Apple to shut some US stores again amid coronavirus spikes

Apple said on Friday that they are temporarily closing a few stores again in the United States in Florida, Arizona, South Carolina, and North Carolina (reported by Bloomberg), as new cases of coronavirus continue to rise in the country. The company’s stock, which said the closure in these states would affect 11 stores, were down 0.5 per cent. Apple had intended to reopen about 100 US stores at the end of May, mainly with curbside pickup but a few with walk-in service, as lock-down restrictions started to ease.

In March the company closed all its stores outside mainland China as the coronavirus pandemic spread. In May, it began reopening US stores, with some offering only roadside or storefront service and not permitting inside customers. Stores which were open to customers conducted temperature controls and allowed employees and customers to wear face masks.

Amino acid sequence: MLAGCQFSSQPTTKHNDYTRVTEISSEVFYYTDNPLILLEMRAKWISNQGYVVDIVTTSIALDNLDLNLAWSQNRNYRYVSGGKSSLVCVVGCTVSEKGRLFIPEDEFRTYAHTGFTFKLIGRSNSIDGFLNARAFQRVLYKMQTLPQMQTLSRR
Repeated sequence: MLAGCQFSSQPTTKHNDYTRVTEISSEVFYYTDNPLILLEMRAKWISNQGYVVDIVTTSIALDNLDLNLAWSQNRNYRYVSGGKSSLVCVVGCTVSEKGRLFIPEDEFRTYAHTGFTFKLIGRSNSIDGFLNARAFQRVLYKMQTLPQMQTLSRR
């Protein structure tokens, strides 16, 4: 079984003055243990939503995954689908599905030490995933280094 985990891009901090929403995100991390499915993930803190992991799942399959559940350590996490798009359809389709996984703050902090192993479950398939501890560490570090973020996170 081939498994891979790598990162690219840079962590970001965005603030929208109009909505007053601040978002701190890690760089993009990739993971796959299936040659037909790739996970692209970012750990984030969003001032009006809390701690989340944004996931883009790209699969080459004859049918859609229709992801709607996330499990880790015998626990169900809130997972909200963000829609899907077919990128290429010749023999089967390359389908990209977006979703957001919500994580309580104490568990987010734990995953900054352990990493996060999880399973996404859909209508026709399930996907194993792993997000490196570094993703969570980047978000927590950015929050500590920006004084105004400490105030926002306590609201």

“Due to current COVID-19 conditions in some of the communities we serve, we are temporarily closing stores in these areas,” said an Apple representative. “We take this step with an abundance of caution as we closely monitor the situation, and we look forward to having our teams and customers back as soon as possible.”

Stores are closing June 20 including two in North Carolina, Southpark and Northlake Mall; two in Florida, Waterside Shops and Coconut Point;  one in South Carolina, Haywood Mall; and six in Arizona,  Arrowhead, SanTan Village, Scottsdale Corner, Chandler Fashion Center, Scottsdale Fashion Square and La Encantada.

US COVID-19 cases reached 2 million last week, and some areas are now recording a rise in cases as lockout orders relax, and companies begin to resume. Dr Anthony Fauci, the director of the National Institute of Allergy and Infectious Disease, has Said on June 12 that the recent spike in new coronavirus cases is not a second wave.

Deirdre O’Brien, Apple’s retail manager, had said in a letter to Apple customers in May that the company should look at data locally, and that re-closures were a possibility based on that data.

“These are not decisions we rush into — and a store opening in no way means that we won’t take the preventative step of closing it again should local conditions warrant,” O’Brien had said.

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